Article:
Eczema on the lips is a skin irritation that can make your lips red, itchy, cracked and painful. The condition might be the result of eczema or an allergic reaction. Moisturizers or ointments containing steroids usually help.
Eczema on the lips, also known as eczematous cheilitis, is inflammation or irritation on the skin of your lips. It’s sometimes associated with atopic dermatitis. It can lead to dry, scaly or painfully cracked lips. It’s a more severe form of chapped lips. Chapped lips are usually temporary, but eczema on the lips tends to be long term (chronic).
You can get lip dermatitis if you have an allergic reaction to a substance, such as toothpaste or lotion. Or people with lip eczema may also have atopic dermatitis elsewhere on their bodies. It isn’t contagious, so it can’t spread from person to person.
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The term “cheilitis” describes general lip irritation. Eczematous cheilitis is the most common form, but other common types include:
Eczema on the lips tends to be a common skin problem in children, but adults can get it, too. It may affect people who:
Potential causes of eczema on the lips include:
Lip eczema can affect your top lip, bottom lip or both. It may also spread to the skin around your lips. Rarely, it invades the inner mucous membrane of your mouth. Some people don’t have lip irritation for weeks or months, then symptoms flare up and get worse.
Lip dermatitis can make your lips:
Your healthcare provider evaluates your lips and checks for other areas of skin irritation or inflammation. They also review your health history, including any allergic reactions you’ve had in the past. Be sure to let them know if anyone in your family has a history of atopic dermatitis or other allergic skin conditions.
Your healthcare provider may perform tests to confirm a diagnosis of eczema on the lips:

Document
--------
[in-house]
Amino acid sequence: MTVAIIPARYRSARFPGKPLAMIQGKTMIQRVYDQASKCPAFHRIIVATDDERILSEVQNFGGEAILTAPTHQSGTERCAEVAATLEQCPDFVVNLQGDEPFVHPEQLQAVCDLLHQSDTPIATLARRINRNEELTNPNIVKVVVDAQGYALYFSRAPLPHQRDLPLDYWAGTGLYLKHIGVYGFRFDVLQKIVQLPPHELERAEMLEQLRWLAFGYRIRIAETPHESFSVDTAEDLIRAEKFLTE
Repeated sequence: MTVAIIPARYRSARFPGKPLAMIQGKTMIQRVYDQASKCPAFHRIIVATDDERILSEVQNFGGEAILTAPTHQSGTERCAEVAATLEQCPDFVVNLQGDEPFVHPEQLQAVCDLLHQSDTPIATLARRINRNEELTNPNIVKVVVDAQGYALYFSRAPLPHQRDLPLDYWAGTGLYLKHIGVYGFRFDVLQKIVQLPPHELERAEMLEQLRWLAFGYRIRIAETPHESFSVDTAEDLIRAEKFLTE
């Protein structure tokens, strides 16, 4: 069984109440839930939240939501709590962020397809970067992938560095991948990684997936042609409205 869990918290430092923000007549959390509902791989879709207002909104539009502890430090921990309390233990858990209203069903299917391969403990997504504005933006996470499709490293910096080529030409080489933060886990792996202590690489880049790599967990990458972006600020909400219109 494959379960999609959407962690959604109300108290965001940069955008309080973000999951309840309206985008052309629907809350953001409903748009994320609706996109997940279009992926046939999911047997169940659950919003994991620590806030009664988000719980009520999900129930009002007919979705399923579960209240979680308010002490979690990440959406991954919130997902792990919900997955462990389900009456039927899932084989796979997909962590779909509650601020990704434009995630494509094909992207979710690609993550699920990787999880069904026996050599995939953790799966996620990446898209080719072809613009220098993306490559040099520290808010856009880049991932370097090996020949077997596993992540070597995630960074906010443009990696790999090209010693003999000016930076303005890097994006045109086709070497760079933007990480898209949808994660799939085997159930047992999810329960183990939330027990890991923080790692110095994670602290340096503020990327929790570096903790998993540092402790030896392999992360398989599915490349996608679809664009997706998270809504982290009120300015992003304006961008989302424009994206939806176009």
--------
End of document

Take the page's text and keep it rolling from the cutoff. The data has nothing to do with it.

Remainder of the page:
If you have lip dermatitis, try to stop habits such as licking, biting or sucking your lips. You should also avoid irritants such as lip balms or lipsticks. Your healthcare provider may recommend:
In rare cases, people with severe lip eczema need oral steroids (taken by mouth) or a special prescription skin cream or ointment that prevents your immune system from overreacting to allergens.
You may not be able to prevent eczema from developing on your lips if you have atopic dermatitis elsewhere on your body, but you can reduce your risk by:
Eczema on the lips, like atopic dermatitis, tends to be a chronic condition. It can come and go, so your lips might be clear for a long time before you have a flare-up. In children, the condition tends to improve as they get older.
Contact your healthcare provider if you have:
A note from Cleveland Clinic
Eczema on the lips is a skin condition that can make them red, dry and cracked. Talk to your healthcare provider if your lip irritation doesn’t go away in a few days. They can make sure you don’t have an illness or infection. Lip ointment, moisturizers or steroids usually helps lip eczema.
Last reviewed by a Cleveland Clinic medical professional on 04/18/2022.
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